Transition Training Announcement Webinars

Tuesday, January 12, 2010- Tuesday, April 6, 2010
Location: Webinar

Webinar Topics

"Transition 101" for Youth with Significant Disabilities  - January 12

How are we preparing our students for life after school?  Are the skills we are teaching and the experiences we are providing leading to productive outcomes for our students?  Quality indicators for success include employment and valued social roles; social relationships; post secondary education; living in a place of your own (with the support you need); and having the skills to navigate through and connect with local generic & community resources and adult services.  It's important to ensure that we are providing both the education and experiences that our students need throughout their school experiences to help them to transition seamlessly and successfully.  A basic overview of issues related to transition for individuals with significant disabilities will be shared, including Federal Mandates, some successful case studies, career planning, local and generic resources, social security work incentives, and strategies to promote success.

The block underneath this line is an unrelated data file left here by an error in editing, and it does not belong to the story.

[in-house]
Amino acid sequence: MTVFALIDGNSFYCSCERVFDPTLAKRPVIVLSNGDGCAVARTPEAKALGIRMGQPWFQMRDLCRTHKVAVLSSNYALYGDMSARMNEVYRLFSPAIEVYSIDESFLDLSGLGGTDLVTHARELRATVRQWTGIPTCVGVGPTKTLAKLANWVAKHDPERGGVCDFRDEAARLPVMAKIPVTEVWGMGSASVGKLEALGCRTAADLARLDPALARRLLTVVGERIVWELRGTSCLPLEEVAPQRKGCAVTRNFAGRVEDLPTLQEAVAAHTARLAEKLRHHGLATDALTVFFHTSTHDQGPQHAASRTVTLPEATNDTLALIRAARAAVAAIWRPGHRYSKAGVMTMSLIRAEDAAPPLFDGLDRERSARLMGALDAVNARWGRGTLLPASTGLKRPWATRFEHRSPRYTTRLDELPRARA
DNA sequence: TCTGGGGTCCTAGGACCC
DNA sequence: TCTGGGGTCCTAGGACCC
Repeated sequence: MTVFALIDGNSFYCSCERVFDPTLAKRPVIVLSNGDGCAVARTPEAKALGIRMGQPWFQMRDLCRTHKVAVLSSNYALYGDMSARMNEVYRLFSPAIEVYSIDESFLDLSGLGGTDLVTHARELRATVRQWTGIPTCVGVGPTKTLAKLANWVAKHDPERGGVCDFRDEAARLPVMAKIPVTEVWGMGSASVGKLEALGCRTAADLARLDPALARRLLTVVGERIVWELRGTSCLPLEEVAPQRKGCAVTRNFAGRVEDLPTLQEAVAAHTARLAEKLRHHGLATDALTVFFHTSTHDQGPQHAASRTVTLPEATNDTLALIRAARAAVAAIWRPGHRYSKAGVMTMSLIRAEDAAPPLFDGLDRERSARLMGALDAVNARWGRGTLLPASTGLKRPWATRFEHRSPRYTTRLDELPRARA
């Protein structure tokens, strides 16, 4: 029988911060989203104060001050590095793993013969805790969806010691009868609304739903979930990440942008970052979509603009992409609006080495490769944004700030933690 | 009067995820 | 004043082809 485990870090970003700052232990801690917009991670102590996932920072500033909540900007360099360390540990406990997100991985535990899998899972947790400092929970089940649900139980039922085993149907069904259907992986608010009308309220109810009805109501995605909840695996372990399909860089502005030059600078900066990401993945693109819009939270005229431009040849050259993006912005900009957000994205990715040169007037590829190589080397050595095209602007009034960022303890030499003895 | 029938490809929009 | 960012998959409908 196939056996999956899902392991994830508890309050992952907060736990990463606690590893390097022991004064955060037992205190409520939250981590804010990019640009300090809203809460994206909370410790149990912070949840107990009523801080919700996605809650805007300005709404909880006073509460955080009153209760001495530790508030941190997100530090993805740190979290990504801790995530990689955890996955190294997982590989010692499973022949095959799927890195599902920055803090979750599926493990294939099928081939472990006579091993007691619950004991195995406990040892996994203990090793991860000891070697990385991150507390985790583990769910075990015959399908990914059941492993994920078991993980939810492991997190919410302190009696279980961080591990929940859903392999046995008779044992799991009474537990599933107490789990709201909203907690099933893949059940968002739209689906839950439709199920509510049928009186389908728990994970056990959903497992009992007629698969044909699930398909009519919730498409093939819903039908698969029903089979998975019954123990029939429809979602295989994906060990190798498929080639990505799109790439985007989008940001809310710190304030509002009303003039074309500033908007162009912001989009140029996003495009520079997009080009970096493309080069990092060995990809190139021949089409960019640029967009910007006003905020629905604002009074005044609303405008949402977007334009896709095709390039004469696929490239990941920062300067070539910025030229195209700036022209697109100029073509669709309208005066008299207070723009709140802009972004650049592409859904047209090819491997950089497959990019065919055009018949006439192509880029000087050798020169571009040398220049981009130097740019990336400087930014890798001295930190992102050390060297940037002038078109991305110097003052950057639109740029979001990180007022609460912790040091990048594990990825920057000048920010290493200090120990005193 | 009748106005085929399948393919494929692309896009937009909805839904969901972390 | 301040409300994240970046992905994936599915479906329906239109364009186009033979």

Educational Supports and Person Centered Planning for Youth with Significant Disabilities February 9